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How to Become a DEA Agent in Massachusetts by
Meeting Requirements

More and more people who use and abuse drugs in Massachusetts are dying each year. According to the Centers for Disease Control and Prevention, drug-induced deaths in Massachusetts in 2007 were 15.6 per 100,000 residents. This is considerably higher than the national average that year of 12.7 per drug-induced deaths per 100,000.

Becoming a DEA Agent in Massachusetts by Meeting Requirements

Becoming a DEA agent in Massachusetts requires an advanced college degree, or a bachelor’s degree with specialized experience. Furthermore, the DEA requires that agents have experience in drug investigations in order to meet qualification requirements for DEA training.

Massachusetts is home to the headquarters of the New England Division of the Drug Enforcement Agency (DEA). DEA offices in Massachusetts are located within Springfield (a Resident Office), Worcester (a Post of Duty), and the New England Division Headquarters in Boston. The local area recruiter, Jane Giadana, can be reached by calling 617-557-2357.

DEA Diversion Control in Massachusetts

Among the jobs performed by the DEA in Massachusetts is Diversion Control. This division is responsible for regulating controlled substances used by medical practitioners. From the manufacturing of drugs to their distribution, Diversion Control tries to prevent the diversion of controlled substances and pharmaceuticals from legal sources, and ensures a steady supply of necessary drugs for medical practitioners, as well as for scientific researchers and commercial needs.

Within the New England Division of DEA Diversion Control, the Massachusetts office in Boston has jurisdiction over Massachusetts, Maine, New Hampshire and Rhode Island. The Diversion Program Manager in the office is Nancy Coffey, and she can be reached by calling 617-557-2191.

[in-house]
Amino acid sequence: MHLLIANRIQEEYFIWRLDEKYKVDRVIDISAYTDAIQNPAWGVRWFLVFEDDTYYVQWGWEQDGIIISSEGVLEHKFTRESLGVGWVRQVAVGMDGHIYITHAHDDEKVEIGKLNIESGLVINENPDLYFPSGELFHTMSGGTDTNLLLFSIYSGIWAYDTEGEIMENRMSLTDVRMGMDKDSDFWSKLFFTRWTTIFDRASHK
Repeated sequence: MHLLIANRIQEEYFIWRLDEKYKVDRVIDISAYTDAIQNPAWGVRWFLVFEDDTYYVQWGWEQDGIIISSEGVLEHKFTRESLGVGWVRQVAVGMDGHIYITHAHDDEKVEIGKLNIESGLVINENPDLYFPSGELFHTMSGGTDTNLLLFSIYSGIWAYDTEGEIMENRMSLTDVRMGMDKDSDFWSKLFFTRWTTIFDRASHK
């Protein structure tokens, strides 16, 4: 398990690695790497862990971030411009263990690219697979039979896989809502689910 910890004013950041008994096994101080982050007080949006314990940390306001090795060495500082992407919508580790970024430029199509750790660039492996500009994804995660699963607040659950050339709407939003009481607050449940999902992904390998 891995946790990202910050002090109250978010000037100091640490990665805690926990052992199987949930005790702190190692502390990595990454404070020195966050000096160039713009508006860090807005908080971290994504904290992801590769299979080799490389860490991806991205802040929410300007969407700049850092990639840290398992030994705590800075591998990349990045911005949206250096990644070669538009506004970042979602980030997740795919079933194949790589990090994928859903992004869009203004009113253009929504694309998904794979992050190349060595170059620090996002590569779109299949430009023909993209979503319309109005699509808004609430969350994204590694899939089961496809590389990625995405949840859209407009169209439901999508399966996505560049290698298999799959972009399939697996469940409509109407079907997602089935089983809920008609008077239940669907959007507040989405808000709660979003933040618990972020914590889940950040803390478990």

One of the most recent challenges facing DEA agents in Massachusetts has been dealing with medical marijuana dispensaries. Although Massachusetts has recently legalized medical marijuana, the DEA still views it as a controlled substance, and has vowed to raid the 35 medical marijuana dispensaries and pharmacies that are expected to be established across the state within the next year. The Massachusetts Medical Society asked the DEA to reclassify marijuana, but the DEA refused, noting that marijuana is one of the most tightly controlled illegal substances used and abused in the state.

Substances Posing Challenges to DEA Agents in Massachusetts

Many Massachusetts citizens are using illegal drugs, according to a study published in September 2012 by pain medication testing laboratory AmeritoxSM. This study, which analyzed urine sample results from across the country, found that Massachusetts had the highest illicit drug use detection rate of all states, at 18 percent. Drugs that were tested in these samples include marijuana, heroin, cocaine, PCP and MDMA (Ecstasy).

According to the 2007-08 National Survey on Drug Use and Health, Massachusetts ranks among the top ten states in the U.S. for illegal drug use and dependence among young adults ages 18-25. In the study, 8.87 percent of Massachusetts residents reported using illegal drugs within the past month. This surpasses the national average of 8.02 percent. Statistics for Massachusetts show that patients in drug rehabilitation centers in the state were in treatment for heroin, other opiate, cocaine and marijuana abuse during that time.

A large drug bust in the western part of Massachusetts recently drew media attention to the drug problem in that part of the state. According to the police chief in Holyoke, heroin and cocaine distribution has become a severe problem in the western section of the state. A raid in March 2013 was responsible for the seizure of illegal drugs, cash and firearms in Holyoke. Law enforcement agencies that make up the Western Massachusetts Gang Task Force and participated in this raid include the Hampden County Sheriff’s Office, Springfield Police Department, Massachusetts State Police, Holyoke Police Department, and the FBI.

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